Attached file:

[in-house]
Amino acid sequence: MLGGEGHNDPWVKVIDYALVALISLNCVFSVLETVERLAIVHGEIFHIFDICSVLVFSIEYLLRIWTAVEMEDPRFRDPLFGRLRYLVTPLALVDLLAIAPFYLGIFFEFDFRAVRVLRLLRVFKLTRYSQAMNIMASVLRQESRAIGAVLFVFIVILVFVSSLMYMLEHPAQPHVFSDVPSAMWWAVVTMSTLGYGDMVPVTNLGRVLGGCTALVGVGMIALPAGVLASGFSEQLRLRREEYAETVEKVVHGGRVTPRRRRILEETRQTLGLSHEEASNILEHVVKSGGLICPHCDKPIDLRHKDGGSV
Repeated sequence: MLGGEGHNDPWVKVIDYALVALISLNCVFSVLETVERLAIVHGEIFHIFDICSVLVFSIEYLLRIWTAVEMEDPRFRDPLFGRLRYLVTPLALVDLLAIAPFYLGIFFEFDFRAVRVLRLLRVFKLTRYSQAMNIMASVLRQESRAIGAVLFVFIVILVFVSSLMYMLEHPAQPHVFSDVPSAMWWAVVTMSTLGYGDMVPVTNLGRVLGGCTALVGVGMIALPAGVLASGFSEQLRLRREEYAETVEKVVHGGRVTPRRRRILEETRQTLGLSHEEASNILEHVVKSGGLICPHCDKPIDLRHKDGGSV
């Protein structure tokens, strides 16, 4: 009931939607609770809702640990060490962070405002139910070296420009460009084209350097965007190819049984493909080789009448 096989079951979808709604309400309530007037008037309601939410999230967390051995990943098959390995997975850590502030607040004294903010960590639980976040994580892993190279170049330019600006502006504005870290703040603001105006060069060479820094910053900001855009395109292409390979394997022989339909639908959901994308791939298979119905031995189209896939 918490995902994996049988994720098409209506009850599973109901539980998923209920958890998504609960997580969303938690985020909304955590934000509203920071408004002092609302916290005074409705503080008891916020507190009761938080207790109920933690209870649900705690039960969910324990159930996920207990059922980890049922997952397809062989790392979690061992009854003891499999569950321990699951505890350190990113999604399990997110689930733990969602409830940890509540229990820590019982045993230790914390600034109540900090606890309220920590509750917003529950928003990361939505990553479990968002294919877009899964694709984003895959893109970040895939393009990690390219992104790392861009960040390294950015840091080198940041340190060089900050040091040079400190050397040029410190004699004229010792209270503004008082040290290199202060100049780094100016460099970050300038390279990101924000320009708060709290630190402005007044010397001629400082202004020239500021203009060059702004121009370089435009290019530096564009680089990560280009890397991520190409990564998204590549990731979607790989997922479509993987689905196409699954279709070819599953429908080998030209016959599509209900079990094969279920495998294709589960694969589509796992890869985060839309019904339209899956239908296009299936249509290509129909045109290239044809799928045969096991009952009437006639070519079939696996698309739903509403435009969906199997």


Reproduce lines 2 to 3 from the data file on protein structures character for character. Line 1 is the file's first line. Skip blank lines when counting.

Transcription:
Amino acid sequence: MLGGEGHNDPWVKVIDYALVALISLNCVFSVLETVERLAIVHGEIFHIFDICSVLVFSIEYLLRIWTAVEMEDPRFRDPLFGRLRYLVTPLALVDLLAIAPFYLGIFFEFDFRAVRVLRLLRVFKLTRYSQAMNIMASVLRQESRAIGAVLFVFIVILVFVSSLMYMLEHPAQPHVFSDVPSAMWWAVVTMSTLGYGDMVPVTNLGRVLGGCTALVGVGMIALPAGVLASGFSEQLRLRREEYAETVEKVVHGGRVTPRRRRILEETRQTLGLSHEEASNILEHVVKSGGLICPHCDKPIDLRHKDGGSV
Repeated sequence: MLGGEGHNDPWVKVIDYALVALISLNCVFSVLETVERLAIVHGEIFHIFDICSVLVFSIEYLLRIWTAVEMEDPRFRDPLFGRLRYLVTPLALVDLLAIAPFYLGIFFEFDFRAVRVLRLLRVFKLTRYSQAMNIMASVLRQESRAIGAVLFVFIVILVFVSSLMYMLEHPAQPHVFSDVPSAMWWAVVTMSTLGYGDMVPVTNLGRVLGGCTALVGVGMIALPAGVLASGFSEQLRLRREEYAETVEKVVHGGRVTPRRRRILEETRQTLGLSHEEASNILEHVVKSGGLICPHCDKPIDLRHKDGGSV